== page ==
The black market is one of the most opaque and spread-out “so-called markets” in Zimbabwe with a very wide range of drivers, a range of manipulators and despite the fact that it can only work where there is a reasonable degree of trust, a difficulty in getting information, or at least accurate information.
Yet, although it is not a transparent market with enforceable contracts, many regard it as a real market, reflecting true value. You get this implicit assumption when you hear people talking about bringing the official and black-markets into alignment. Even the frequently used expression “parallel rate” implies that the two rates have a degree of equal validity.
To get through the basics, the black market will continue to exist so long as there is no total convertibility between Zimbabwe dollars and US dollars, on demand at a bank with no questions asked. And we are a long way from that point and even then we need to remember that just about the only currency that you can spend on any street corner in the world is the US dollar.
No one expects the black market rate to equal or be that close to an official rate. There are extra demands on the black market. If you want money to buy supplies to maintain your cocaine habit, to carry cash across a frontier, to import rare scotch whiskey, or even to import a small second-hand car or a bale of illegal second-hand clothes, you need US dollars and no one in the formal system will give you the time of day, let alone sell you any.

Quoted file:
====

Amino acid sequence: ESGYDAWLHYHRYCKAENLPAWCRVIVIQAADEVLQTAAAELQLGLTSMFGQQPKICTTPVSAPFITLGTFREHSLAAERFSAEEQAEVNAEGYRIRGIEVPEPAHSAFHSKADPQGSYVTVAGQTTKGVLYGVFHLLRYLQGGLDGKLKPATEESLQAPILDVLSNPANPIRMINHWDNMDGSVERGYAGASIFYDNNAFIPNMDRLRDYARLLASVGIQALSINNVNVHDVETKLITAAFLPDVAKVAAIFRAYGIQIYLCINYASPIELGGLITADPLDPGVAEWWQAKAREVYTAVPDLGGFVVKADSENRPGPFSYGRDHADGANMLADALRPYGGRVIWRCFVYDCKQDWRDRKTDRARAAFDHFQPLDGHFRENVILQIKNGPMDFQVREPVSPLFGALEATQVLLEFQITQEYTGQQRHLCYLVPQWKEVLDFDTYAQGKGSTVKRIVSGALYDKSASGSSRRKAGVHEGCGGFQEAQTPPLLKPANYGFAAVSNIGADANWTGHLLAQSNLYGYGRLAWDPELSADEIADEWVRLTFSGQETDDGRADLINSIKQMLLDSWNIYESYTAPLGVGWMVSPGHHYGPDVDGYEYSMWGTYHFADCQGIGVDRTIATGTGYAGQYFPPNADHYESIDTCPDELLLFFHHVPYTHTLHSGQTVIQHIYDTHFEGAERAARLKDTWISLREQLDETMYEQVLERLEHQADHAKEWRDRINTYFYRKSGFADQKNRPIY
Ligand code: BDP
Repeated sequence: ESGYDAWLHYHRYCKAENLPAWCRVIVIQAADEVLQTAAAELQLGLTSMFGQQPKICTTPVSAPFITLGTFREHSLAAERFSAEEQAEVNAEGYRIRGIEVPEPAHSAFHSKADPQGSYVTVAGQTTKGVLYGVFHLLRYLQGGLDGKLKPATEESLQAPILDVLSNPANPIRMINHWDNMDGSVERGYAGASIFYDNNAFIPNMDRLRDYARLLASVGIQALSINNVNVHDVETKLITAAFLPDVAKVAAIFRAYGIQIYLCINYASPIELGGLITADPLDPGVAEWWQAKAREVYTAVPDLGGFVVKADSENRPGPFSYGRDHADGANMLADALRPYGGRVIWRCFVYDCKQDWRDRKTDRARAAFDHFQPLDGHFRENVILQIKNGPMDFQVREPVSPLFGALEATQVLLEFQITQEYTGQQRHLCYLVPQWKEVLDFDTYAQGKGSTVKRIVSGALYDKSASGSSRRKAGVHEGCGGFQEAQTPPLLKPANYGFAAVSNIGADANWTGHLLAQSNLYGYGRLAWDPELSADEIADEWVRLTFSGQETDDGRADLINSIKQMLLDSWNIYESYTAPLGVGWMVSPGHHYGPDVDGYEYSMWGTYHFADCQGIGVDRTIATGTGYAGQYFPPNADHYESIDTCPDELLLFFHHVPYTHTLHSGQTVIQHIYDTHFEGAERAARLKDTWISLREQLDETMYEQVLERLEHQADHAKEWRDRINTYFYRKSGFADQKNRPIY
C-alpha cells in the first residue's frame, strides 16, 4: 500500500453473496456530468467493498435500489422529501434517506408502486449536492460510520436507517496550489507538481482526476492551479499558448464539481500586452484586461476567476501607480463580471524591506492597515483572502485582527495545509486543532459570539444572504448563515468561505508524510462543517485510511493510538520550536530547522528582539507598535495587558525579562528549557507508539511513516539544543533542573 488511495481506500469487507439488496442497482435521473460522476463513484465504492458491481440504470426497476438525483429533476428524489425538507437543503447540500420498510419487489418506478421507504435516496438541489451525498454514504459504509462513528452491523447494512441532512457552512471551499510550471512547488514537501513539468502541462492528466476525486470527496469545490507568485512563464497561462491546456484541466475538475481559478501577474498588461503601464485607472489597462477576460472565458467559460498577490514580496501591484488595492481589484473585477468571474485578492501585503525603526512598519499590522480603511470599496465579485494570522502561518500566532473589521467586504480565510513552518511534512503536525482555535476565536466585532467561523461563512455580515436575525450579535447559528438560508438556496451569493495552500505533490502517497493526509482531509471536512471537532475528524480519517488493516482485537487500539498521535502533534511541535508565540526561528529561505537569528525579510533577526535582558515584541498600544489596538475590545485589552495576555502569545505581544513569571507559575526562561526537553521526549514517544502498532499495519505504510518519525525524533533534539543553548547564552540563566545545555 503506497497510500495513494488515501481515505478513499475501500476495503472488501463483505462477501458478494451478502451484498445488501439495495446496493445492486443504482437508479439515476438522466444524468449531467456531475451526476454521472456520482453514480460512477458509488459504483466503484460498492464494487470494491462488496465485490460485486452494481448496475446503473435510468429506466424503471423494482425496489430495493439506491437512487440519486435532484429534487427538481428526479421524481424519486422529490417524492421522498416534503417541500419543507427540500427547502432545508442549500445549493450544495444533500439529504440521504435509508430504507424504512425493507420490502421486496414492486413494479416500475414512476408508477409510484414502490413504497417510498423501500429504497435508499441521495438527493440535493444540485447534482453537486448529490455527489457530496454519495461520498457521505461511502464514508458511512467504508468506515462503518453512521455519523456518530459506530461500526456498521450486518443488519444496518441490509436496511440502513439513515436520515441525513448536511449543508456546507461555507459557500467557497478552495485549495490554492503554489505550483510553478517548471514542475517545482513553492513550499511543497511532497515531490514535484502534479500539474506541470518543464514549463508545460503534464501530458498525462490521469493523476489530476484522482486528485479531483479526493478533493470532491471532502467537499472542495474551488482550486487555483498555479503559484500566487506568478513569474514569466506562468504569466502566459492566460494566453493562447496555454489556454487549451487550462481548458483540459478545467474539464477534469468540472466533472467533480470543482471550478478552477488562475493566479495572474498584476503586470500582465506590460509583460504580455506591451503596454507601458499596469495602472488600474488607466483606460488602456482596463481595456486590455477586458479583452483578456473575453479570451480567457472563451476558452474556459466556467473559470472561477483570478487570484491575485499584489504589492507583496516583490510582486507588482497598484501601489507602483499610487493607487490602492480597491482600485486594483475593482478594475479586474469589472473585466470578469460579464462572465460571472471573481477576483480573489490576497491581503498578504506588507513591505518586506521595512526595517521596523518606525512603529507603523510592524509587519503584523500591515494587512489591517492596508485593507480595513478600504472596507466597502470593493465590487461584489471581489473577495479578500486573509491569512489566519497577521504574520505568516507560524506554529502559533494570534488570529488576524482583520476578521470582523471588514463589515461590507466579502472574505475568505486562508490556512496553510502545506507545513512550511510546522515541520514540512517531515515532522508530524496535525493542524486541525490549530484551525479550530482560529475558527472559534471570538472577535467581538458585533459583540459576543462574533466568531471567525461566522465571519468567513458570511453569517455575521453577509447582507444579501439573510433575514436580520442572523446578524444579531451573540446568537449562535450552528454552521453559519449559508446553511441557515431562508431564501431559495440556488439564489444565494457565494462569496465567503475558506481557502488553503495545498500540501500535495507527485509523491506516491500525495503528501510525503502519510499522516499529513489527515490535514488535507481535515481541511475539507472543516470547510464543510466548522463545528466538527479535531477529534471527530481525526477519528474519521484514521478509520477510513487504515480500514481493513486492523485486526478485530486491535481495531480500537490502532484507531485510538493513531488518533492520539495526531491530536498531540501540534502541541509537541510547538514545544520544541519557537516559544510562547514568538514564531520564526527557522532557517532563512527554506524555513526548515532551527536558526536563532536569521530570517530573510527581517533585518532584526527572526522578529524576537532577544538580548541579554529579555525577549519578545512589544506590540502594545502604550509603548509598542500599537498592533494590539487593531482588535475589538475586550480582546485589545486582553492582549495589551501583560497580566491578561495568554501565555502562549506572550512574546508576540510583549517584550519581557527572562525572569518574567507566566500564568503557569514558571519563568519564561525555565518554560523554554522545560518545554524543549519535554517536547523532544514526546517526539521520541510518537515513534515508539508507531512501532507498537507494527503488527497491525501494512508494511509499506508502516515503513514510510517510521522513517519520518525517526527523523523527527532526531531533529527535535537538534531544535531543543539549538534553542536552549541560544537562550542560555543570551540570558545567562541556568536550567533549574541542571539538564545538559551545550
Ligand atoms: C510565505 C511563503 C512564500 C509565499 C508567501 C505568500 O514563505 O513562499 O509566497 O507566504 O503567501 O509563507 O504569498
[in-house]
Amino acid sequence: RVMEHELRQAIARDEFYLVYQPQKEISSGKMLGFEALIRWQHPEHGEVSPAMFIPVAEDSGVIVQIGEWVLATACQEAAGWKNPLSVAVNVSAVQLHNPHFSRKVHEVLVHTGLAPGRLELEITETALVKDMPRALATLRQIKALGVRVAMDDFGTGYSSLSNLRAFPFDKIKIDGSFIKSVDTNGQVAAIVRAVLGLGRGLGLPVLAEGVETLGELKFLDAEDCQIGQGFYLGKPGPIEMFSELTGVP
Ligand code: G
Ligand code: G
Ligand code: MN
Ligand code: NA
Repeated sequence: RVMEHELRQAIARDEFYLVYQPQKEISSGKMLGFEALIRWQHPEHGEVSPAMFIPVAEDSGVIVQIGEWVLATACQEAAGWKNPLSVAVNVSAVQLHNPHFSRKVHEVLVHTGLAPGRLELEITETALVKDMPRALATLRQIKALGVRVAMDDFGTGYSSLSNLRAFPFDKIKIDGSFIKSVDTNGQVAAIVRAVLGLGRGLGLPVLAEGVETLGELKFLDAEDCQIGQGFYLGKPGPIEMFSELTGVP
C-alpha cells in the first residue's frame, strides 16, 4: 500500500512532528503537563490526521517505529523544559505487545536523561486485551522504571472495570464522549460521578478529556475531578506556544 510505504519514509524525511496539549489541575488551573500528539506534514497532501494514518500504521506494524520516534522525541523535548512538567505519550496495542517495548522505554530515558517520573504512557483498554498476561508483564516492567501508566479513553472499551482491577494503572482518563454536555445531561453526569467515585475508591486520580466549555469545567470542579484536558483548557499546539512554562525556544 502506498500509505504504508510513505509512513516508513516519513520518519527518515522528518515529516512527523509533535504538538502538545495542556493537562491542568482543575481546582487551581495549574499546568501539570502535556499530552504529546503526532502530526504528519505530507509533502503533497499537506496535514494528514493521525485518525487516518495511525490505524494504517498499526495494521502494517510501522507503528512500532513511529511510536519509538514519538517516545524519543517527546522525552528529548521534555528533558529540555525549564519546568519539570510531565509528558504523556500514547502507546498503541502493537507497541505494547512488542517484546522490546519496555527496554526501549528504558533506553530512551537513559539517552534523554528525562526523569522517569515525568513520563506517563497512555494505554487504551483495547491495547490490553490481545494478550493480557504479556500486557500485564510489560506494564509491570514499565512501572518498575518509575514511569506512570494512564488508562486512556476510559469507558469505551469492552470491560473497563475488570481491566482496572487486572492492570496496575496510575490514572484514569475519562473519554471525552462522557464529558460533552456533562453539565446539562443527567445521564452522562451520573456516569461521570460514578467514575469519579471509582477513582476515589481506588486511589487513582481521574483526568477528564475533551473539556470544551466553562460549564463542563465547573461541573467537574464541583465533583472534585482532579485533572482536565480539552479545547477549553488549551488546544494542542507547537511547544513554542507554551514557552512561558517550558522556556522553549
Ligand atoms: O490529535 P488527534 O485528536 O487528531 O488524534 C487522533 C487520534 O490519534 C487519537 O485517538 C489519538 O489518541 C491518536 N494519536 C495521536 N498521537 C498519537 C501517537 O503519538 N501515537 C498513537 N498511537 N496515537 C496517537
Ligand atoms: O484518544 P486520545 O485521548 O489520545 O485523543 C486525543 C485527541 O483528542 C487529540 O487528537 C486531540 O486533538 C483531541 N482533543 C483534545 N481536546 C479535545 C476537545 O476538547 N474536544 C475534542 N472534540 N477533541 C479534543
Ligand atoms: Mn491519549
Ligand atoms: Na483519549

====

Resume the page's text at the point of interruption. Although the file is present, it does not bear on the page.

So the black market will exist for all these sort of things plus, even if the auction system works perfectly, for the low priority consumer goods. The auctions are there, and efforts are being made to restore the near instant link between a successful bid and the allocation of currency for your banker to pay the invoice used to back the bid, but the two priority lists mean a lot of things that some people want to buy cannot be funded from official markets.